I have already held a brief discussion with the Justice Minister, who shares my concerns and determination to take some positive steps to address the matter. We discussed potential options and are keen to explore those further in the months ahead. One area that could be addressed immediately is education. Realistically, we cannot have a police officer on every corner. Enforcement is important, but the PSNI cannot do this alone.
Mr Humphrey: I am grateful to the Minister for giving way. I agree entirely with the Minister on that very point. A number of Members referred to the police: the police cannot tackle and address this on their own, because there is an issue of resource and enforcement and so on. I welcome the Minister saying that he had a joint meeting with the Minister of Justice on the issue.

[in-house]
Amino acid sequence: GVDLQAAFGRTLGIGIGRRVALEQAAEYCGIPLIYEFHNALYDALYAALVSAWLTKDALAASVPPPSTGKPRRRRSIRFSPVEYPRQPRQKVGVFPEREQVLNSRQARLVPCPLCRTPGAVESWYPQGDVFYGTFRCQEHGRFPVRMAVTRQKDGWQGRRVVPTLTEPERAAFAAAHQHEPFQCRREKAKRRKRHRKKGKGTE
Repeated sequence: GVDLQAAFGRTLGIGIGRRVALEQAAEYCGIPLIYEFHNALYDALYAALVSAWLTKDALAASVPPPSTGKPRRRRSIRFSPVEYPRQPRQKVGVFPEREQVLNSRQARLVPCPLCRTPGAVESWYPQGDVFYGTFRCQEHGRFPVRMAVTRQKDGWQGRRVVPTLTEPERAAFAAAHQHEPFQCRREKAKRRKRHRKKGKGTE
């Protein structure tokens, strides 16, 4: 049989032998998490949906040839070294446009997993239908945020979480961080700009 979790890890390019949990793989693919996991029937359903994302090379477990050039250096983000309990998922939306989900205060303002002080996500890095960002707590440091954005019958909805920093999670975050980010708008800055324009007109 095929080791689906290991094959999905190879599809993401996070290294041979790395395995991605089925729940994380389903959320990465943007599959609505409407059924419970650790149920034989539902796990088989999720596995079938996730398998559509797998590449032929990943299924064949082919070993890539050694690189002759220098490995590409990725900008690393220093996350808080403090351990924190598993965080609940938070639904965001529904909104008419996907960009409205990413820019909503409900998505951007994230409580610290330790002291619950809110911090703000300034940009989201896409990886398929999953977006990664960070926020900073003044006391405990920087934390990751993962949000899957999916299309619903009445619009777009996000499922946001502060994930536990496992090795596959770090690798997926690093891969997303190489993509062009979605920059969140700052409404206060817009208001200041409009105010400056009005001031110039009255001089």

I think that the only way that we can tackle this is if there is a round-table approach and a joined-upness across government and with the councils and police. Would the Minister welcome such an initiative?
Mr Hazzard: I thank the Chair of the Committee for his remarks. Indeed, this will have to be done in partnership, not just between MLAs and government but, of course, with our councils, which are very often the landowners and control the land that a lot of this is taking place on. I am more than happy to work in conjunction with the Justice Minister and councils as we go forward.